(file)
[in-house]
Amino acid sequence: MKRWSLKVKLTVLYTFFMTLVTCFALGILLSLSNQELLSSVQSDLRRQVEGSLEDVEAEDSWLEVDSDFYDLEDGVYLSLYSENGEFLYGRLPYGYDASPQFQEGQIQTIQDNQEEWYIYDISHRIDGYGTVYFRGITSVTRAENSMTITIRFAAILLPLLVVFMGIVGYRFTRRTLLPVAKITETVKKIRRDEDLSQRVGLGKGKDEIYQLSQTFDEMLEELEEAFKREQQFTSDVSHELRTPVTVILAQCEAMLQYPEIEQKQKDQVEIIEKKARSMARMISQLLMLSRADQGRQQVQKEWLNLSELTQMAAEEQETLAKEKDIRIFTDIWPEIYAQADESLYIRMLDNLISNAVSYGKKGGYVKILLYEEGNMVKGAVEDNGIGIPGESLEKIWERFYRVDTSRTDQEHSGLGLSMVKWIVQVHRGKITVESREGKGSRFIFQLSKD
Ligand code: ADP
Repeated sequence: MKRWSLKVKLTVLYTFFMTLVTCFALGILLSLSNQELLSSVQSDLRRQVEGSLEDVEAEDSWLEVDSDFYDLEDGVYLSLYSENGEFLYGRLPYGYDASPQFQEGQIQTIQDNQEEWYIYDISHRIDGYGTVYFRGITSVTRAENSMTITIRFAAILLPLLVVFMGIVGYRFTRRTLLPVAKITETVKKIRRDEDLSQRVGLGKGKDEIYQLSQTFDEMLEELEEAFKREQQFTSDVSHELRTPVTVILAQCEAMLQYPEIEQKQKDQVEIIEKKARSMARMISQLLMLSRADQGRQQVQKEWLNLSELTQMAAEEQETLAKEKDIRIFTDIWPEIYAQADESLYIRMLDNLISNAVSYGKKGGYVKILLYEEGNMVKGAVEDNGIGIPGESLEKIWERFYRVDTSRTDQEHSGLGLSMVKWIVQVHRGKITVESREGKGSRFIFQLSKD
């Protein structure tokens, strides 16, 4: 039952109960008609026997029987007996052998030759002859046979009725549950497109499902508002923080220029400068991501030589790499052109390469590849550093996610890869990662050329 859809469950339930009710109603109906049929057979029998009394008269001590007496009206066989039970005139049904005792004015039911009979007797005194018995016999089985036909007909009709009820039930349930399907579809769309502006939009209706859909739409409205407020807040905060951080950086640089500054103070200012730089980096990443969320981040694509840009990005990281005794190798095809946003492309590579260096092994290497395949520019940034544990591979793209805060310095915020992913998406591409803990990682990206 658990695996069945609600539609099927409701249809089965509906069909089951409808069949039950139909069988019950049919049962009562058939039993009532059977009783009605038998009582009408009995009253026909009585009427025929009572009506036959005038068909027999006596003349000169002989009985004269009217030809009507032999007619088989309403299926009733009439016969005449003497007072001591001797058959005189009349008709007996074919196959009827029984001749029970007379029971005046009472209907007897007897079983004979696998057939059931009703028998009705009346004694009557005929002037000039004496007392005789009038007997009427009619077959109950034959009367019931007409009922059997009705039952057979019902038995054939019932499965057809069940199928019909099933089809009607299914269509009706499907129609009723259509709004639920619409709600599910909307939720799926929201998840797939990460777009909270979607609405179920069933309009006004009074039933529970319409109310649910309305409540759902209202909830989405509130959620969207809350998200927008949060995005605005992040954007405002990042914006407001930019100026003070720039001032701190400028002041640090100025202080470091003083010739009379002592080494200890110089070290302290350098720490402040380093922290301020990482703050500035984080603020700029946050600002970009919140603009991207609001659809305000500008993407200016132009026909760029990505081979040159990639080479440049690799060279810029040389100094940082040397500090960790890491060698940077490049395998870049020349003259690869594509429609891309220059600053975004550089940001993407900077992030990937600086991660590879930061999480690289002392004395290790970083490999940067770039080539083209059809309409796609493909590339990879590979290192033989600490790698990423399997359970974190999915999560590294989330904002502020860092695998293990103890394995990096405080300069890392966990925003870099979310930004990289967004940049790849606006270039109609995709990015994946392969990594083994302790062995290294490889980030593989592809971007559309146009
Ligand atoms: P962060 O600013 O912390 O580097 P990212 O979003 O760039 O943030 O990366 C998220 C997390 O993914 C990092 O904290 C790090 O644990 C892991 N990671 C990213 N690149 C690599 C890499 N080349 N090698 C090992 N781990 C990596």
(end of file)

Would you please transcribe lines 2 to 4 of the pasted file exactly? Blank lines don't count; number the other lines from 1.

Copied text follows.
Amino acid sequence: MKRWSLKVKLTVLYTFFMTLVTCFALGILLSLSNQELLSSVQSDLRRQVEGSLEDVEAEDSWLEVDSDFYDLEDGVYLSLYSENGEFLYGRLPYGYDASPQFQEGQIQTIQDNQEEWYIYDISHRIDGYGTVYFRGITSVTRAENSMTITIRFAAILLPLLVVFMGIVGYRFTRRTLLPVAKITETVKKIRRDEDLSQRVGLGKGKDEIYQLSQTFDEMLEELEEAFKREQQFTSDVSHELRTPVTVILAQCEAMLQYPEIEQKQKDQVEIIEKKARSMARMISQLLMLSRADQGRQQVQKEWLNLSELTQMAAEEQETLAKEKDIRIFTDIWPEIYAQADESLYIRMLDNLISNAVSYGKKGGYVKILLYEEGNMVKGAVEDNGIGIPGESLEKIWERFYRVDTSRTDQEHSGLGLSMVKWIVQVHRGKITVESREGKGSRFIFQLSKD
Ligand code: ADP
Repeated sequence: MKRWSLKVKLTVLYTFFMTLVTCFALGILLSLSNQELLSSVQSDLRRQVEGSLEDVEAEDSWLEVDSDFYDLEDGVYLSLYSENGEFLYGRLPYGYDASPQFQEGQIQTIQDNQEEWYIYDISHRIDGYGTVYFRGITSVTRAENSMTITIRFAAILLPLLVVFMGIVGYRFTRRTLLPVAKITETVKKIRRDEDLSQRVGLGKGKDEIYQLSQTFDEMLEELEEAFKREQQFTSDVSHELRTPVTVILAQCEAMLQYPEIEQKQKDQVEIIEKKARSMARMISQLLMLSRADQGRQQVQKEWLNLSELTQMAAEEQETLAKEKDIRIFTDIWPEIYAQADESLYIRMLDNLISNAVSYGKKGGYVKILLYEEGNMVKGAVEDNGIGIPGESLEKIWERFYRVDTSRTDQEHSGLGLSMVKWIVQVHRGKITVESREGKGSRFIFQLSKD